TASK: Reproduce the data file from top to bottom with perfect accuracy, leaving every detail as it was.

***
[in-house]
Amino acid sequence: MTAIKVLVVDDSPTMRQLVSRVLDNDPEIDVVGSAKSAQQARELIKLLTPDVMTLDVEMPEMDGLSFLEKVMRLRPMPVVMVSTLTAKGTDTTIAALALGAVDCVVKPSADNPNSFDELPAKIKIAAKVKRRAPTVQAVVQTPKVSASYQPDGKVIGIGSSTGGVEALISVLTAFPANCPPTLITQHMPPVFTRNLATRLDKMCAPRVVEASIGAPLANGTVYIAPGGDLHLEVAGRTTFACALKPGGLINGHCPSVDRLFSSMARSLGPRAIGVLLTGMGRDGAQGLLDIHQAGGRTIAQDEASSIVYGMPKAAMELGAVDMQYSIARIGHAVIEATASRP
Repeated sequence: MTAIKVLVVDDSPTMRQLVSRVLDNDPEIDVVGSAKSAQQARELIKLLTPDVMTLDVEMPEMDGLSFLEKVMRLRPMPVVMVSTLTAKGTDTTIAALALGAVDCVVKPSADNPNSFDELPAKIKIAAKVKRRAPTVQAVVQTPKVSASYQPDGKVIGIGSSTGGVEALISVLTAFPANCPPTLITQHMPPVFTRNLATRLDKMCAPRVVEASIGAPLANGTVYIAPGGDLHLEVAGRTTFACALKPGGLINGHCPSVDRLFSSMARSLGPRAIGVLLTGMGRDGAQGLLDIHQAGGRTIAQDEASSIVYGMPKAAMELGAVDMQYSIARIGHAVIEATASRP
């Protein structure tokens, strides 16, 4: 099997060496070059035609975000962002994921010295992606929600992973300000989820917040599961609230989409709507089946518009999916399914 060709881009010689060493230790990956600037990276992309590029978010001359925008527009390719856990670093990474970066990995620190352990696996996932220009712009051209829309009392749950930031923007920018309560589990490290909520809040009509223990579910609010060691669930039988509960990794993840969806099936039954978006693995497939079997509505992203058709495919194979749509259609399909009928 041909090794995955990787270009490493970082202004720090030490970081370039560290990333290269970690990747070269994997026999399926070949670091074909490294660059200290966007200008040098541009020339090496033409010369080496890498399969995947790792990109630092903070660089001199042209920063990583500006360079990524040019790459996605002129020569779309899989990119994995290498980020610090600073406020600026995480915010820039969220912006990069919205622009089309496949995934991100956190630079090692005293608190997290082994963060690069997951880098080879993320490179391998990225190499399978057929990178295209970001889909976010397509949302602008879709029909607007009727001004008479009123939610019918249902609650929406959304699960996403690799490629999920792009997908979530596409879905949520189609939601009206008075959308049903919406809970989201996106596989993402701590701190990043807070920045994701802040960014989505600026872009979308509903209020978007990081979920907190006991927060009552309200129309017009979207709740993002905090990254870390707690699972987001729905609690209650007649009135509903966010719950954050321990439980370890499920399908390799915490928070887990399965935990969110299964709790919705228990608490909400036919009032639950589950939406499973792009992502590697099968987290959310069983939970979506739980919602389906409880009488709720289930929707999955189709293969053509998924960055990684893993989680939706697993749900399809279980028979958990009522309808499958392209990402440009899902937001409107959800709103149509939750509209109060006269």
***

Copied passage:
[in-house]
Amino acid sequence: MTAIKVLVVDDSPTMRQLVSRVLDNDPEIDVVGSAKSAQQARELIKLLTPDVMTLDVEMPEMDGLSFLEKVMRLRPMPVVMVSTLTAKGTDTTIAALALGAVDCVVKPSADNPNSFDELPAKIKIAAKVKRRAPTVQAVVQTPKVSASYQPDGKVIGIGSSTGGVEALISVLTAFPANCPPTLITQHMPPVFTRNLATRLDKMCAPRVVEASIGAPLANGTVYIAPGGDLHLEVAGRTTFACALKPGGLINGHCPSVDRLFSSMARSLGPRAIGVLLTGMGRDGAQGLLDIHQAGGRTIAQDEASSIVYGMPKAAMELGAVDMQYSIARIGHAVIEATASRP
Repeated sequence: MTAIKVLVVDDSPTMRQLVSRVLDNDPEIDVVGSAKSAQQARELIKLLTPDVMTLDVEMPEMDGLSFLEKVMRLRPMPVVMVSTLTAKGTDTTIAALALGAVDCVVKPSADNPNSFDELPAKIKIAAKVKRRAPTVQAVVQTPKVSASYQPDGKVIGIGSSTGGVEALISVLTAFPANCPPTLITQHMPPVFTRNLATRLDKMCAPRVVEASIGAPLANGTVYIAPGGDLHLEVAGRTTFACALKPGGLINGHCPSVDRLFSSMARSLGPRAIGVLLTGMGRDGAQGLLDIHQAGGRTIAQDEASSIVYGMPKAAMELGAVDMQYSIARIGHAVIEATASRP
């Protein structure tokens, strides 16, 4: 099997060496070059035609975000962002994921010295992606929600992973300000989820917040599961609230989409709507089946518009999916399914 060709881009010689060493230790990956600037990276992309590029978010001359925008527009390719856990670093990474970066990995620190352990696996996932220009712009051209829309009392749950930031923007920018309560589990490290909520809040009509223990579910609010060691669930039988509960990794993840969806099936039954978006693995497939079997509505992203058709495919194979749509259609399909009928 041909090794995955990787270009490493970082202004720090030490970081370039560290990333290269970690990747070269994997026999399926070949670091074909490294660059200290966007200008040098541009020339090496033409010369080496890498399969995947790792990109630092903070660089001199042209920063990583500006360079990524040019790459996605002129020569779309899989990119994995290498980020610090600073406020600026995480915010820039969220912006990069919205622009089309496949995934991100956190630079090692005293608190997290082994963060690069997951880098080879993320490179391998990225190499399978057929990178295209970001889909976010397509949302602008879709029909607007009727001004008479009123939610019918249902609650929406959304699960996403690799490629999920792009997908979530596409879905949520189609939601009206008075959308049903919406809970989201996106596989993402701590701190990043807070920045994701802040960014989505600026872009979308509903209020978007990081979920907190006991927060009552309200129309017009979207709740993002905090990254870390707690699972987001729905609690209650007649009135509903966010719950954050321990439980370890499920399908390799915490928070887990399965935990969110299964709790919705228990608490909400036919009032639950589950939406499973792009992502590697099968987290959310069983939970979506739980919602389906409880009488709720289930929707999955189709293969053509998924960055990684893993989680939706697993749900399809279980028979958990009522309808499958392209990402440009899902937001409107959800709103149509939750509209109060006269």